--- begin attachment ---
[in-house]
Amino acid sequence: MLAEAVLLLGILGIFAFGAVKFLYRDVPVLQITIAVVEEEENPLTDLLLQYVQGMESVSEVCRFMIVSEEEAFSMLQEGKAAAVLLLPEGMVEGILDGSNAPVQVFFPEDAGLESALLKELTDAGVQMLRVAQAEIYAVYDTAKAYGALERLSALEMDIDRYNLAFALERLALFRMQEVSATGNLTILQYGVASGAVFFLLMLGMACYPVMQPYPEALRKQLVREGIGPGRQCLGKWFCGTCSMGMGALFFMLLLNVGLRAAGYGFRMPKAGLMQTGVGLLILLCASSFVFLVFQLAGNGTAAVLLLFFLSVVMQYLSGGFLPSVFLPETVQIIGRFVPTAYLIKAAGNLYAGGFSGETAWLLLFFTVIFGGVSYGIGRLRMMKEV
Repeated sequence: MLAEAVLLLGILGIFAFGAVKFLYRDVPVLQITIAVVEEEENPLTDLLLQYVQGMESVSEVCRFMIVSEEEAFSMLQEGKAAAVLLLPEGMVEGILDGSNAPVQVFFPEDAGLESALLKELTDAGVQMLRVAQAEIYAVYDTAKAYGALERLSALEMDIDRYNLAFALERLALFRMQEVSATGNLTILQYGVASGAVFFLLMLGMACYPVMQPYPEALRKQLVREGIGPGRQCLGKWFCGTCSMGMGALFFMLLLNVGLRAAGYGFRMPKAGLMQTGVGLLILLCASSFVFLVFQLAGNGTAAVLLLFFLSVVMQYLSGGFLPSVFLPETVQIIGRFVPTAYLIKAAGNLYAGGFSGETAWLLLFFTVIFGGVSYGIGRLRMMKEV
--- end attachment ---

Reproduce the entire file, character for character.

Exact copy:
[in-house]
Amino acid sequence: MLAEAVLLLGILGIFAFGAVKFLYRDVPVLQITIAVVEEEENPLTDLLLQYVQGMESVSEVCRFMIVSEEEAFSMLQEGKAAAVLLLPEGMVEGILDGSNAPVQVFFPEDAGLESALLKELTDAGVQMLRVAQAEIYAVYDTAKAYGALERLSALEMDIDRYNLAFALERLALFRMQEVSATGNLTILQYGVASGAVFFLLMLGMACYPVMQPYPEALRKQLVREGIGPGRQCLGKWFCGTCSMGMGALFFMLLLNVGLRAAGYGFRMPKAGLMQTGVGLLILLCASSFVFLVFQLAGNGTAAVLLLFFLSVVMQYLSGGFLPSVFLPETVQIIGRFVPTAYLIKAAGNLYAGGFSGETAWLLLFFTVIFGGVSYGIGRLRMMKEV
Repeated sequence: MLAEAVLLLGILGIFAFGAVKFLYRDVPVLQITIAVVEEEENPLTDLLLQYVQGMESVSEVCRFMIVSEEEAFSMLQEGKAAAVLLLPEGMVEGILDGSNAPVQVFFPEDAGLESALLKELTDAGVQMLRVAQAEIYAVYDTAKAYGALERLSALEMDIDRYNLAFALERLALFRMQEVSATGNLTILQYGVASGAVFFLLMLGMACYPVMQPYPEALRKQLVREGIGPGRQCLGKWFCGTCSMGMGALFFMLLLNVGLRAAGYGFRMPKAGLMQTGVGLLILLCASSFVFLVFQLAGNGTAAVLLLFFLSVVMQYLSGGFLPSVFLPETVQIIGRFVPTAYLIKAAGNLYAGGFSGETAWLLLFFTVIFGGVSYGIGRLRMMKEV